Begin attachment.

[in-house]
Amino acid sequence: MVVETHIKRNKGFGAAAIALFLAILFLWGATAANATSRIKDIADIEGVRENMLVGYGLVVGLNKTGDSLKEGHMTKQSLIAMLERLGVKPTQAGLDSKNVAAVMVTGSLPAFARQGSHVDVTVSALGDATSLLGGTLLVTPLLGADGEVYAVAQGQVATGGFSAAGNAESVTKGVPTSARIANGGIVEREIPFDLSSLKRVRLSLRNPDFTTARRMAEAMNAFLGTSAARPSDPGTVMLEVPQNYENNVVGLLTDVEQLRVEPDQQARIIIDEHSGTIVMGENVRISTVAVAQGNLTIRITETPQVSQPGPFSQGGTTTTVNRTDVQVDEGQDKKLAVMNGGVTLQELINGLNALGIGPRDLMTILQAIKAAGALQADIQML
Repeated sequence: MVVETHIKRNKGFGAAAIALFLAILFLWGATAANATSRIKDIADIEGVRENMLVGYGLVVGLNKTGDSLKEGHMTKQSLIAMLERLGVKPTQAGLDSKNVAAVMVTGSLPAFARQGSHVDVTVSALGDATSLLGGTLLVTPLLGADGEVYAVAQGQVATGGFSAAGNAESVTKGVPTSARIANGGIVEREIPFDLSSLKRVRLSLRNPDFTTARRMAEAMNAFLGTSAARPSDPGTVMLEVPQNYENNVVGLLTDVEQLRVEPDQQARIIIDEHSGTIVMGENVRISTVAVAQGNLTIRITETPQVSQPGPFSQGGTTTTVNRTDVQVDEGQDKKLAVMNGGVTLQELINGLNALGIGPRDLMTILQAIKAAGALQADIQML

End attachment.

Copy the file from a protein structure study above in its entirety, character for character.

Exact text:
[in-house]
Amino acid sequence: MVVETHIKRNKGFGAAAIALFLAILFLWGATAANATSRIKDIADIEGVRENMLVGYGLVVGLNKTGDSLKEGHMTKQSLIAMLERLGVKPTQAGLDSKNVAAVMVTGSLPAFARQGSHVDVTVSALGDATSLLGGTLLVTPLLGADGEVYAVAQGQVATGGFSAAGNAESVTKGVPTSARIANGGIVEREIPFDLSSLKRVRLSLRNPDFTTARRMAEAMNAFLGTSAARPSDPGTVMLEVPQNYENNVVGLLTDVEQLRVEPDQQARIIIDEHSGTIVMGENVRISTVAVAQGNLTIRITETPQVSQPGPFSQGGTTTTVNRTDVQVDEGQDKKLAVMNGGVTLQELINGLNALGIGPRDLMTILQAIKAAGALQADIQML
Repeated sequence: MVVETHIKRNKGFGAAAIALFLAILFLWGATAANATSRIKDIADIEGVRENMLVGYGLVVGLNKTGDSLKEGHMTKQSLIAMLERLGVKPTQAGLDSKNVAAVMVTGSLPAFARQGSHVDVTVSALGDATSLLGGTLLVTPLLGADGEVYAVAQGQVATGGFSAAGNAESVTKGVPTSARIANGGIVEREIPFDLSSLKRVRLSLRNPDFTTARRMAEAMNAFLGTSAARPSDPGTVMLEVPQNYENNVVGLLTDVEQLRVEPDQQARIIIDEHSGTIVMGENVRISTVAVAQGNLTIRITETPQVSQPGPFSQGGTTTTVNRTDVQVDEGQDKKLAVMNGGVTLQELINGLNALGIGPRDLMTILQAIKAAGALQADIQML